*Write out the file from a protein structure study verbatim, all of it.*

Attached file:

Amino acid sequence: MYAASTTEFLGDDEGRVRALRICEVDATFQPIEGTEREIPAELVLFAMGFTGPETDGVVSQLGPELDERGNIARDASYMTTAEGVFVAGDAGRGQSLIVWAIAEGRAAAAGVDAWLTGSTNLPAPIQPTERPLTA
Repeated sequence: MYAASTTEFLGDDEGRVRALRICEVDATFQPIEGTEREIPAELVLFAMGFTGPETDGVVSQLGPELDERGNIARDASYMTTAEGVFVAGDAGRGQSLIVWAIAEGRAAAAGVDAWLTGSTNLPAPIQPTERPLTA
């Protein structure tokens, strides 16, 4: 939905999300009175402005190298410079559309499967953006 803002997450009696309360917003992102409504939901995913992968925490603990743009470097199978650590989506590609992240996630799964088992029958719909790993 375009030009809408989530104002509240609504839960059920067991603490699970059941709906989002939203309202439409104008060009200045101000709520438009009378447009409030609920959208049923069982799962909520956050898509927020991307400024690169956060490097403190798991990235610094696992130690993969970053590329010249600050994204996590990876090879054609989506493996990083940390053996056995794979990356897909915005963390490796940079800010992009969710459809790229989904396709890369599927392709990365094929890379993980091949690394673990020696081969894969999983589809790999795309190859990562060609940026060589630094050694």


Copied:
Amino acid sequence: MYAASTTEFLGDDEGRVRALRICEVDATFQPIEGTEREIPAELVLFAMGFTGPETDGVVSQLGPELDERGNIARDASYMTTAEGVFVAGDAGRGQSLIVWAIAEGRAAAAGVDAWLTGSTNLPAPIQPTERPLTA
Repeated sequence: MYAASTTEFLGDDEGRVRALRICEVDATFQPIEGTEREIPAELVLFAMGFTGPETDGVVSQLGPELDERGNIARDASYMTTAEGVFVAGDAGRGQSLIVWAIAEGRAAAAGVDAWLTGSTNLPAPIQPTERPLTA
């Protein structure tokens, strides 16, 4: 939905999300009175402005190298410079559309499967953006 803002997450009696309360917003992102409504939901995913992968925490603990743009470097199978650590989506590609992240996630799964088992029958719909790993 375009030009809408989530104002509240609504839960059920067991603490699970059941709906989002939203309202439409104008060009200045101000709520438009009378447009409030609920959208049923069982799962909520956050898509927020991307400024690169956060490097403190798991990235610094696992130690993969970053590329010249600050994204996590990876090879054609989506493996990083940390053996056995794979990356897909915005963390490796940079800010992009969710459809790229989904396709890369599927392709990365094929890379993980091949690394673990020696081969894969999983589809790999795309190859990562060609940026060589630094050694």